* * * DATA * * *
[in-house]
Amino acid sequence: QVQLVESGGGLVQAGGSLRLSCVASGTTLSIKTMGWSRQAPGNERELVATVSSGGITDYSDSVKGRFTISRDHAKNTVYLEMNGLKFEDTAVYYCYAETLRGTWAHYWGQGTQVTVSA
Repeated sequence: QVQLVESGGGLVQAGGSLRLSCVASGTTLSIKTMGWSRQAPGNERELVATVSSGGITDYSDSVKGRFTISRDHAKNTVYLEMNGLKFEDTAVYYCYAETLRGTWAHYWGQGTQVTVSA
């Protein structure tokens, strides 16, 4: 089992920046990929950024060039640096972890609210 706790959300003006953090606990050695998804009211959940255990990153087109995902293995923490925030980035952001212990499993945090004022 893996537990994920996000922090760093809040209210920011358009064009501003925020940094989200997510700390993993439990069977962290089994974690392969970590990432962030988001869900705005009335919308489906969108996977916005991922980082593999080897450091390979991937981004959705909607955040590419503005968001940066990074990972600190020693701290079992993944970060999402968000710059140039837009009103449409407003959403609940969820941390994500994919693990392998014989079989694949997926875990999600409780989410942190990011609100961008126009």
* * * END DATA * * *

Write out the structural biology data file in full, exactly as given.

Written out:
[in-house]
Amino acid sequence: QVQLVESGGGLVQAGGSLRLSCVASGTTLSIKTMGWSRQAPGNERELVATVSSGGITDYSDSVKGRFTISRDHAKNTVYLEMNGLKFEDTAVYYCYAETLRGTWAHYWGQGTQVTVSA
Repeated sequence: QVQLVESGGGLVQAGGSLRLSCVASGTTLSIKTMGWSRQAPGNERELVATVSSGGITDYSDSVKGRFTISRDHAKNTVYLEMNGLKFEDTAVYYCYAETLRGTWAHYWGQGTQVTVSA
């Protein structure tokens, strides 16, 4: 089992920046990929950024060039640096972890609210 706790959300003006953090606990050695998804009211959940255990990153087109995902293995923490925030980035952001212990499993945090004022 893996537990994920996000922090760093809040209210920011358009064009501003925020940094989200997510700390993993439990069977962290089994974690392969970590990432962030988001869900705005009335919308489906969108996977916005991922980082593999080897450091390979991937981004959705909607955040590419503005968001940066990074990972600190020693701290079992993944970060999402968000710059140039837009009103449409407003959403609940969820941390994500994919693990392998014989079989694949997926875990999600409780989410942190990011609100961008126009």